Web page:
Books acquired: “Last Night at the Lobster,” Stuart O’Nan; “The Green Ripper,” John D. MacDonald; “Harlan Ellison: The Edge of Forever,” Ellen Weil and Gary K. Wolfe; “Two Years Before the Mast,” Richard Henry Dana; “Tarzan the Terrible” and “Swords of Mars,” Edgar Rice Burroughs; “Their Eyes Were Watching God,” Zora Neale Hurston.
Books read: “Short Stories,” Mark Twain; “Supreme Courtship,” Christopher Buckley; “Stan’s Soapbox: The Collection,” Stan Lee; “Dave Barry in Cyberspace,” Dave Barry.
October was a sibilant month, with each title I read having two or more S’s or S sounds. Seems silly? Well, anything for a theme, and after deciding to finally finish the Twain and read the Stan Lee, I found two matching titles to round out the month.
“Short Stories,” more commonly found as “The Signet Classic Book of Mark Twain Short Stories,” is 700 pages was read off and on for 14 months. As the short story wasn’t Twain’s metier, these sketches, fables, tall tales and sentimental fiction won’t make anyone forget Poe and Hawthorne. Yet Twain was a born storyteller. “The Invalid’s Story,” about a man in a train’s baggage car who mistakes a shipment of Limburger cheese for a rotting corpse, is a jaw-dropper. So is the scathing “The Man Who Corrupted Hadleyburg,” which takes aim at human folly and scores a bull’s-eye.
“Supreme Courtship,” published in 2008, is about a president whose choices for a Supreme Court vacancy are rejected by the Senate for petty reasons. He then nominates a wildly popular Judge Judy-type TV figure whom the Senate wouldn’t dare vote down. Hijinx ensue. As a rule, I’m wary of fiction intended to be funny, but Christopher Buckley won me over within a few pages. From the president who loves to bowl to the Washington eminence with four Ns in his surname, the characters are well wrought and the constitutional crisis plausible, in a comic way. I like the way Buckley slips in a quote from his dad, too.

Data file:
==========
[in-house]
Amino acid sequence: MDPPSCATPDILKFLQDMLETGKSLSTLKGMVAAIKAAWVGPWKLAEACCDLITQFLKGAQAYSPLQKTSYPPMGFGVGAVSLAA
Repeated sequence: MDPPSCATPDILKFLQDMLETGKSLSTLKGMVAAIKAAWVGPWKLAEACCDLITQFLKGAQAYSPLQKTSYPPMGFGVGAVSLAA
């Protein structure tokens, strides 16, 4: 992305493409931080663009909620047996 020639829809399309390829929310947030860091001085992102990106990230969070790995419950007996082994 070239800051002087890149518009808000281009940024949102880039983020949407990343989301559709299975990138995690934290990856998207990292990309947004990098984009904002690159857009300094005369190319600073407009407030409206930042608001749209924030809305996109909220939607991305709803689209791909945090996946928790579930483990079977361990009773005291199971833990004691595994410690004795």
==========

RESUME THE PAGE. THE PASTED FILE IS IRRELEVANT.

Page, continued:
“Stan’s Soapbox” is a slim compilation of every Stan Lee column from 1967 to 1980 from the pages of Marvel Comics, plus a timeline and contextual essays. I’ve read all the columns before but it’s nice to have them in one place, plus it was produced as a benefit for aging comics creators. It’s not without problems, though. If this is meant as a loving tribute, why did no one bother to proofread the Soapboxes after retyping them? There must be one or two mistyped words per page. Sheesh. (The worst is when an upcoming comic, “Odyssey,” is called, in succession, “Oddyssey” and “Ossyssey.”) Other than that, a nice little book for comics nostalgists, although Stan’s tendency in later years to push product makes his monthly columns tougher to take when read one after another.
“Dave Barry in Cyberspace” is a book by the humor columnist, who turned out to be a computer geek, and was published in 1996, before computers and the Internet were ubiquitous. In 2011, a book like this is dated in ways Barry’s other books aren’t, which he sort of anticipates when he writes that its information “would be of immense practical value if not for the fact that it all became obsolete minutes after I wrote it.” So this is something of a time capsule and not among his best. Still, it’s often funny, many of his observations hold true (even in 1996, it seems, having an AOL email address wasn’t cool anymore) and his surprise short story (!) about two ordinary people who meet online in a chat room is a successful stretch.
For those who like to know where and when I got the books, the Twain was purchased at Cameron’s Books in Portland in 2010, the Buckley was a birthday gift in 2010 (hi Caroline!), I bought the Stan Lee book online earlier this year and the Dave Barry book was bought used a few years back, details forgotten.
This brings me to 54 books read for 2011, with hopes of getting to 60.
What have you been reading? And have you read any of the above? Post away, bibliophiles.